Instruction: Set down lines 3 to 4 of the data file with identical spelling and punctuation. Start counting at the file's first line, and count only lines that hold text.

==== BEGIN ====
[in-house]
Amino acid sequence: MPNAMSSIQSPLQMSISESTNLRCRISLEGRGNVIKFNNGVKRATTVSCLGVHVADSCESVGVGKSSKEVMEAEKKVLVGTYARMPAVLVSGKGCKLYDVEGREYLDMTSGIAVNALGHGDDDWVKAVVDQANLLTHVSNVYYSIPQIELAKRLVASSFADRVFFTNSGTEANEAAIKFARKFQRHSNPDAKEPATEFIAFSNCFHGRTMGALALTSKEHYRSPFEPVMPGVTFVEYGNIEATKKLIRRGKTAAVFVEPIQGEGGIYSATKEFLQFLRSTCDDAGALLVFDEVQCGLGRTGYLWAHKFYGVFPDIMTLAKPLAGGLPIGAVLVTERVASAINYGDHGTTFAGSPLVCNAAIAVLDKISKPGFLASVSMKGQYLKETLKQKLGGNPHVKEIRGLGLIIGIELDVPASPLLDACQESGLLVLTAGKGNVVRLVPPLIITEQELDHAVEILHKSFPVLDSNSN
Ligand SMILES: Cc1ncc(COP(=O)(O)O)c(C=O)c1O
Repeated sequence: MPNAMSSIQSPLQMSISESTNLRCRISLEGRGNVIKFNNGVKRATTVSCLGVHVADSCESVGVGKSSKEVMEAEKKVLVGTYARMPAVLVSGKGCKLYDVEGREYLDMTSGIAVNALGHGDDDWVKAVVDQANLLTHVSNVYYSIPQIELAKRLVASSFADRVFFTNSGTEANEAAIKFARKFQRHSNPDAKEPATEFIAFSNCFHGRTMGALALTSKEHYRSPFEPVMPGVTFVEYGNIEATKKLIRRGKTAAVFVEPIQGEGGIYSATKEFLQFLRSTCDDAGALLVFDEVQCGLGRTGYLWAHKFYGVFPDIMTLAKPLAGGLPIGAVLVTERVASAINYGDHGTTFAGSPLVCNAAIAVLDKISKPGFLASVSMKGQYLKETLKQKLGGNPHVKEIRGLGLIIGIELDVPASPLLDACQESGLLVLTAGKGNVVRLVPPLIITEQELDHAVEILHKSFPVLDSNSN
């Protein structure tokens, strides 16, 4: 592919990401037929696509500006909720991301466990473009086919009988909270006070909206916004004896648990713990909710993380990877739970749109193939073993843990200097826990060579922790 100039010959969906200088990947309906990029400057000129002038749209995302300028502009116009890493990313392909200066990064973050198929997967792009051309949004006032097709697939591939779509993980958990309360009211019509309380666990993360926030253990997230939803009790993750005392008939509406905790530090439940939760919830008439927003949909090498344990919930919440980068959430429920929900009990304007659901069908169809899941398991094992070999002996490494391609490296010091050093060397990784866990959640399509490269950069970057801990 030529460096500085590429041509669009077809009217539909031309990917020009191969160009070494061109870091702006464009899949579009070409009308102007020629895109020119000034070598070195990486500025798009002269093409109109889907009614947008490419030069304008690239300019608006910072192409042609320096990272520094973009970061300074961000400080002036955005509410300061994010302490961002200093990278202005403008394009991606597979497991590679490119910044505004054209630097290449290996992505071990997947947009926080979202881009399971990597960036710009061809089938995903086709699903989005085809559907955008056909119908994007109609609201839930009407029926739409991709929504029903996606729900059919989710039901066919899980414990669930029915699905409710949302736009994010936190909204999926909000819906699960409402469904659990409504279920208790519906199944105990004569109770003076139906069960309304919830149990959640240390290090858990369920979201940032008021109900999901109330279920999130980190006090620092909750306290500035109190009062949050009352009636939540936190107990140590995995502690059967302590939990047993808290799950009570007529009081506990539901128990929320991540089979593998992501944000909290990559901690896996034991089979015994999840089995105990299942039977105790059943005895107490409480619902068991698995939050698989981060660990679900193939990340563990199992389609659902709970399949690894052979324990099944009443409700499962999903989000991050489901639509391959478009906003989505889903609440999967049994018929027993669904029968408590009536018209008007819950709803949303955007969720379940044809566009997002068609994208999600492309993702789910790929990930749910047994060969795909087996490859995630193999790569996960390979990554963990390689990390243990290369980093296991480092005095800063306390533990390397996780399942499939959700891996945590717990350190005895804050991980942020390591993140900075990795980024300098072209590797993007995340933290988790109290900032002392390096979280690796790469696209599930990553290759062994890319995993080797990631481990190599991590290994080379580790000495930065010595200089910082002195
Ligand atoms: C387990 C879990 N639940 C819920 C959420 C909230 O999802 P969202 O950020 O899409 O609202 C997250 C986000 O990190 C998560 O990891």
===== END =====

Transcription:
Ligand SMILES: Cc1ncc(COP(=O)(O)O)c(C=O)c1O
Repeated sequence: MPNAMSSIQSPLQMSISESTNLRCRISLEGRGNVIKFNNGVKRATTVSCLGVHVADSCESVGVGKSSKEVMEAEKKVLVGTYARMPAVLVSGKGCKLYDVEGREYLDMTSGIAVNALGHGDDDWVKAVVDQANLLTHVSNVYYSIPQIELAKRLVASSFADRVFFTNSGTEANEAAIKFARKFQRHSNPDAKEPATEFIAFSNCFHGRTMGALALTSKEHYRSPFEPVMPGVTFVEYGNIEATKKLIRRGKTAAVFVEPIQGEGGIYSATKEFLQFLRSTCDDAGALLVFDEVQCGLGRTGYLWAHKFYGVFPDIMTLAKPLAGGLPIGAVLVTERVASAINYGDHGTTFAGSPLVCNAAIAVLDKISKPGFLASVSMKGQYLKETLKQKLGGNPHVKEIRGLGLIIGIELDVPASPLLDACQESGLLVLTAGKGNVVRLVPPLIITEQELDHAVEILHKSFPVLDSNSN